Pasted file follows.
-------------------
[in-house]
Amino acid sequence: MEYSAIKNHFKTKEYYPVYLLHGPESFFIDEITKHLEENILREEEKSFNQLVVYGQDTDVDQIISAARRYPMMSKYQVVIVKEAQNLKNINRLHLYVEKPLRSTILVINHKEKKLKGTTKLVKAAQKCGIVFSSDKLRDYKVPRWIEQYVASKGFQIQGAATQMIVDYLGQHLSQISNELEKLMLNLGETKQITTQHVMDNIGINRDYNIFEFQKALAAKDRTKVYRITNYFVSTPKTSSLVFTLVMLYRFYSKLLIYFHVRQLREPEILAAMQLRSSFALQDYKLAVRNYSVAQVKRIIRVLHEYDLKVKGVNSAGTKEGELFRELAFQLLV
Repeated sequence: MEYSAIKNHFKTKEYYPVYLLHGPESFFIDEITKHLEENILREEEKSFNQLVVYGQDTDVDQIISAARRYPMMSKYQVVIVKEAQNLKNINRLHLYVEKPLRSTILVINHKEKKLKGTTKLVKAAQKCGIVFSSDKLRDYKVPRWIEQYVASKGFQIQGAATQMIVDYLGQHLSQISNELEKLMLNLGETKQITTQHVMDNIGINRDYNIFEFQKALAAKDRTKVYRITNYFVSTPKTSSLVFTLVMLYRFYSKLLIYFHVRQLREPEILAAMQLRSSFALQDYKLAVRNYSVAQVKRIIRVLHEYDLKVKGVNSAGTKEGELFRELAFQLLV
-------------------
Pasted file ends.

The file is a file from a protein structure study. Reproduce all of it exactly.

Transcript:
[in-house]
Amino acid sequence: MEYSAIKNHFKTKEYYPVYLLHGPESFFIDEITKHLEENILREEEKSFNQLVVYGQDTDVDQIISAARRYPMMSKYQVVIVKEAQNLKNINRLHLYVEKPLRSTILVINHKEKKLKGTTKLVKAAQKCGIVFSSDKLRDYKVPRWIEQYVASKGFQIQGAATQMIVDYLGQHLSQISNELEKLMLNLGETKQITTQHVMDNIGINRDYNIFEFQKALAAKDRTKVYRITNYFVSTPKTSSLVFTLVMLYRFYSKLLIYFHVRQLREPEILAAMQLRSSFALQDYKLAVRNYSVAQVKRIIRVLHEYDLKVKGVNSAGTKEGELFRELAFQLLV
Repeated sequence: MEYSAIKNHFKTKEYYPVYLLHGPESFFIDEITKHLEENILREEEKSFNQLVVYGQDTDVDQIISAARRYPMMSKYQVVIVKEAQNLKNINRLHLYVEKPLRSTILVINHKEKKLKGTTKLVKAAQKCGIVFSSDKLRDYKVPRWIEQYVASKGFQIQGAATQMIVDYLGQHLSQISNELEKLMLNLGETKQITTQHVMDNIGINRDYNIFEFQKALAAKDRTKVYRITNYFVSTPKTSSLVFTLVMLYRFYSKLLIYFHVRQLREPEILAAMQLRSSFALQDYKLAVRNYSVAQVKRIIRVLHEYDLKVKGVNSAGTKEGELFRELAFQLLV